Industry-best odds about Eddie Jones carrying England home



England to win 2019 World Cup

After England’s shockingly poor performance in their home World Cup, and Stuart Lancaster’s subsequent departure 10 days ago, the Red Rose have taken the plunge with their first foreign coach, former Australia and Japan supremo Eddie Jones, signing a four-year contract.

You can have a top-price 11/1 with Ladbrokes on England winning the next World Cup, likely to be staged in Jones’ ancestral home Japan.

That may seem a long way off after the men in white’s recent Webb Ellis debacle, with Lancaster’s side shown up in Pool A by a bedraggled Welsh outfit and a strong Australian team, but the appointment of Jones will be seen as a boon nonetheless.

Unlike any previous England coach, the 55-year-old goes into the job having already led a team to the World Cup final – incidentally, his native Wallabies in 2003, who lost in extra time against the country he now links up with.

Jones’ appointment is likely to spell bad news for captain Chris Robshaw, the Harlequins number six found wanting on the other side of the scrum, and at the breakdown, during the autumn festivities.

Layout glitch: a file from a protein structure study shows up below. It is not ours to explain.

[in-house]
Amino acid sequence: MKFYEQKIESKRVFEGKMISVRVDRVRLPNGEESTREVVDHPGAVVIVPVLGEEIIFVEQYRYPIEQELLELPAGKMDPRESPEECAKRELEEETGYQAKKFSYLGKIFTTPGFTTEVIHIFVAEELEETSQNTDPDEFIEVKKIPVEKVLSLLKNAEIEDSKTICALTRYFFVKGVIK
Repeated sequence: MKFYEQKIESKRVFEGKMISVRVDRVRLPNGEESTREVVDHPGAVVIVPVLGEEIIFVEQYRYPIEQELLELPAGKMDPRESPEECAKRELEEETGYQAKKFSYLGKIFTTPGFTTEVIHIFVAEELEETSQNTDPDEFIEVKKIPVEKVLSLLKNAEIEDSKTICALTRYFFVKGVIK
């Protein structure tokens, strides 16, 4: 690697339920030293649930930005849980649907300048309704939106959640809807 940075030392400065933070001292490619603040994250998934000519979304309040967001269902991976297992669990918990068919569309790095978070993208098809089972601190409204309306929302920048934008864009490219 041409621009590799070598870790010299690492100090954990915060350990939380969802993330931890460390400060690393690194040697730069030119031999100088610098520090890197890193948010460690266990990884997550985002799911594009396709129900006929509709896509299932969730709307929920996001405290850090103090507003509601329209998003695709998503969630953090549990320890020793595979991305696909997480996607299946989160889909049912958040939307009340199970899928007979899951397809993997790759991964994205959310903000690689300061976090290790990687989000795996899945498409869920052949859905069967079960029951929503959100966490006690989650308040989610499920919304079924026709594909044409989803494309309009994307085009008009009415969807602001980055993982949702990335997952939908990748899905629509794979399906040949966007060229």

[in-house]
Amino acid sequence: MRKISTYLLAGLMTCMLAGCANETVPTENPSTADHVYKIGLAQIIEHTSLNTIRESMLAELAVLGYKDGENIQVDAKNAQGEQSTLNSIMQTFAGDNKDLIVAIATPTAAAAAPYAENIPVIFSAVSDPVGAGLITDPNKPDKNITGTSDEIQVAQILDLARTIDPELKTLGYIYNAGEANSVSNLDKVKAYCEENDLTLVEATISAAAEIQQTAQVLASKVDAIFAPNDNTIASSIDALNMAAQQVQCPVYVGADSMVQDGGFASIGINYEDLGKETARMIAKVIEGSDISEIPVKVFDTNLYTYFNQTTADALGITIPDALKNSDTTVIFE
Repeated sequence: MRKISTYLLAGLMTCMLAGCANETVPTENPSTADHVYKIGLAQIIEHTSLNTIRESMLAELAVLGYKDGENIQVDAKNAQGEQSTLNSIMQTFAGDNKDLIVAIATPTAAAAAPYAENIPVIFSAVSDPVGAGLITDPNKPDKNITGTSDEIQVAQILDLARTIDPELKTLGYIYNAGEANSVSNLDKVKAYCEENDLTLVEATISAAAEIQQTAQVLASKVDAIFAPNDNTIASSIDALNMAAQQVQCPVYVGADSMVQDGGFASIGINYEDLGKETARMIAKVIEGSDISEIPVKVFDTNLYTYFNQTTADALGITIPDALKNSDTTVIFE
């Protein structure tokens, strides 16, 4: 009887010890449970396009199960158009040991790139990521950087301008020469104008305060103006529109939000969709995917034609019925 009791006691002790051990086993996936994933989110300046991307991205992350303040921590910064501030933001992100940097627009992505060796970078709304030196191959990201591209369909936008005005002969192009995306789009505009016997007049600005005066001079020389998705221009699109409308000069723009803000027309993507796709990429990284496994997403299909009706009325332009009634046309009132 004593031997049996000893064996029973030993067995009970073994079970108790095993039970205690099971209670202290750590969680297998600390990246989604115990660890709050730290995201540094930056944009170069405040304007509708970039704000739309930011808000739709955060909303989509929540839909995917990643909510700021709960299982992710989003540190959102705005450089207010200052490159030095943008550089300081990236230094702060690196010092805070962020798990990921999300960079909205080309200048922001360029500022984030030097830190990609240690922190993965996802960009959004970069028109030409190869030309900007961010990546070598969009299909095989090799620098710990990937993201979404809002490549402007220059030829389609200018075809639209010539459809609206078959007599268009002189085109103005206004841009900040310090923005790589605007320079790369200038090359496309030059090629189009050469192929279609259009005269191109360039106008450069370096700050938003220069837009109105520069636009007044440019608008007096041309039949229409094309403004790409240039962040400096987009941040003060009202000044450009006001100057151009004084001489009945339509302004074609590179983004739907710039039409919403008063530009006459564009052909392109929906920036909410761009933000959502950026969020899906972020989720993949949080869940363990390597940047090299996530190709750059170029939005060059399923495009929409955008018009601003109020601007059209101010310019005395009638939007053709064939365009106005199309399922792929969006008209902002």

The Sun believes the end is nigh for Robshaw now Jones has taken the Twickenham reins, which is hardly surprising considering the former hooker’s comments about the skipper in his Daily Mail column during the World Cup:

‘Chris Robshaw wears No 7, but he is a six-and-a-half at best. He’s not hard over the ball and he’s not quick. He’s a useful player but he’s not and out-and-out open-side flanker.

‘Robshaw is an outstanding club player but at international level he just doesn’t have that point of difference. He carries OK, he tackles OK, but he’s not outstandingly good in any area.’

England are 2/1 to win next year’s Six Nations, which starts in less than three months’ time, ahead of current holders Ireland at 5/2.

All Odds and Markets are correct as of the date of publishing.

Fancy a flutter? Sign up today to claim up to £25 in free bets.


Iain Houten

Iain has been contributing pieces to various websites on an array of subjects, including sports, politics and art, for over four years. Despite blue being his favourite colour, the teams he supports all wear red.